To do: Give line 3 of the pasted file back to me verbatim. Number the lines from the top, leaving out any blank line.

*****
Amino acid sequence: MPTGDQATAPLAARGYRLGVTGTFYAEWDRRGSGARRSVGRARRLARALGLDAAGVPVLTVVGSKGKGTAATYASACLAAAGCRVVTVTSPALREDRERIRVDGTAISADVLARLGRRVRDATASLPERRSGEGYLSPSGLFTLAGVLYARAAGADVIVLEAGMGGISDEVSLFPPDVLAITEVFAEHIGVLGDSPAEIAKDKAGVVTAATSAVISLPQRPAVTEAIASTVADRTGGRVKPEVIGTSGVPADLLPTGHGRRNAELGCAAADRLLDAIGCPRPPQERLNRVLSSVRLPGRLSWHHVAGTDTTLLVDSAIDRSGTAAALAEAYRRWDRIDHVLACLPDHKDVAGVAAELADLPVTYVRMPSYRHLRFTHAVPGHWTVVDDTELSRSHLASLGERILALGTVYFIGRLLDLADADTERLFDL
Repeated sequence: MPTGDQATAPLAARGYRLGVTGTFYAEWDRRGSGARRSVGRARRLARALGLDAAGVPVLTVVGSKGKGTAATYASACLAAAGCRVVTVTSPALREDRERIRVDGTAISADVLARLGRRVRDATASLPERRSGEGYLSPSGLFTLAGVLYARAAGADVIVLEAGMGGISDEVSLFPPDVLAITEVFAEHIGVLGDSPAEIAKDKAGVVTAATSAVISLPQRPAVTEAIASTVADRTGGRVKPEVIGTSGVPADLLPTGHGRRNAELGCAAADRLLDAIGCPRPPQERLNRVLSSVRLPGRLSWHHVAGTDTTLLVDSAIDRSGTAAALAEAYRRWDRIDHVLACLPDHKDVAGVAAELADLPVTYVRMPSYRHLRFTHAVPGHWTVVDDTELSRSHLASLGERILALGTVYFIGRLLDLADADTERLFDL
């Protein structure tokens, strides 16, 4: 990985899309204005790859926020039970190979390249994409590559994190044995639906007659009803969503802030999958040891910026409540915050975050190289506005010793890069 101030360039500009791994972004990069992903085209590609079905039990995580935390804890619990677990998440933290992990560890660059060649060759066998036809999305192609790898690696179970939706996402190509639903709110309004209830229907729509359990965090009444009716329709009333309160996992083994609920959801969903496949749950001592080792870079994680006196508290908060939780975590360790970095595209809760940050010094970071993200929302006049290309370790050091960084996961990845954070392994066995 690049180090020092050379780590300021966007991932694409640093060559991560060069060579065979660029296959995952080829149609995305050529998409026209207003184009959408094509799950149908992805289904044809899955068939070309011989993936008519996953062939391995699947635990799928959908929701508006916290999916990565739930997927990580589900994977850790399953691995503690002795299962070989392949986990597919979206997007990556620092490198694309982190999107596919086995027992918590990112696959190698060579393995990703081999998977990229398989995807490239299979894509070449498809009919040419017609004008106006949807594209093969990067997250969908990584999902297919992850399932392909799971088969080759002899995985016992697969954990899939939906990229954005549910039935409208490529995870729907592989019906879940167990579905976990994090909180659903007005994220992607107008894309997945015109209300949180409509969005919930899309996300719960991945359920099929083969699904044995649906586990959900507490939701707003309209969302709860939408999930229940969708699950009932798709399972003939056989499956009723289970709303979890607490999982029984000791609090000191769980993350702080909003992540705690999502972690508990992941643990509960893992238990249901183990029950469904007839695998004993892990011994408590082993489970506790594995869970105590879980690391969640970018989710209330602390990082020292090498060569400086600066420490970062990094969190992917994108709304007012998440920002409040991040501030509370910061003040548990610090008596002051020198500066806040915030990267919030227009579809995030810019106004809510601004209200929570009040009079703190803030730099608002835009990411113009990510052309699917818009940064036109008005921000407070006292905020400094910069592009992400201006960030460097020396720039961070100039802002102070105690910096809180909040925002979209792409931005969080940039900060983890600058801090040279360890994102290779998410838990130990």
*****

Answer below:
């Protein structure tokens, strides 16, 4: 990985899309204005790859926020039970190979390249994409590559994190044995639906007659009803969503802030999958040891910026409540915050975050190289506005010793890069 101030360039500009791994972004990069992903085209590609079905039990995580935390804890619990677990998440933290992990560890660059060649060759066998036809999305192609790898690696179970939706996402190509639903709110309004209830229907729509359990965090009444009716329709009333309160996992083994609920959801969903496949749950001592080792870079994680006196508290908060939780975590360790970095595209809760940050010094970071993200929302006049290309370790050091960084996961990845954070392994066995 690049180090020092050379780590300021966007991932694409640093060559991560060069060579065979660029296959995952080829149609995305050529998409026209207003184009959408094509799950149908992805289904044809899955068939070309011989993936008519996953062939391995699947635990799928959908929701508006916290999916990565739930997927990580589900994977850790399953691995503690002795299962070989392949986990597919979206997007990556620092490198694309982190999107596919086995027992918590990112696959190698060579393995990703081999998977990229398989995807490239299979894509070449498809009919040419017609004008106006949807594209093969990067997250969908990584999902297919992850399932392909799971088969080759002899995985016992697969954990899939939906990229954005549910039935409208490529995870729907592989019906879940167990579905976990994090909180659903007005994220992607107008894309997945015109209300949180409509969005919930899309996300719960991945359920099929083969699904044995649906586990959900507490939701707003309209969302709860939408999930229940969708699950009932798709399972003939056989499956009723289970709303979890607490999982029984000791609090000191769980993350702080909003992540705690999502972690508990992941643990509960893992238990249901183990029950469904007839695998004993892990011994408590082993489970506790594995869970105590879980690391969640970018989710209330602390990082020292090498060569400086600066420490970062990094969190992917994108709304007012998440920002409040991040501030509370910061003040548990610090008596002051020198500066806040915030990267919030227009579809995030810019106004809510601004209200929570009040009079703190803030730099608002835009990411113009990510052309699917818009940064036109008005921000407070006292905020400094910069592009992400201006960030460097020396720039961070100039802002102070105690910096809180909040925002979209792409931005969080940039900060983890600058801090040279360890994102290779998410838990130990």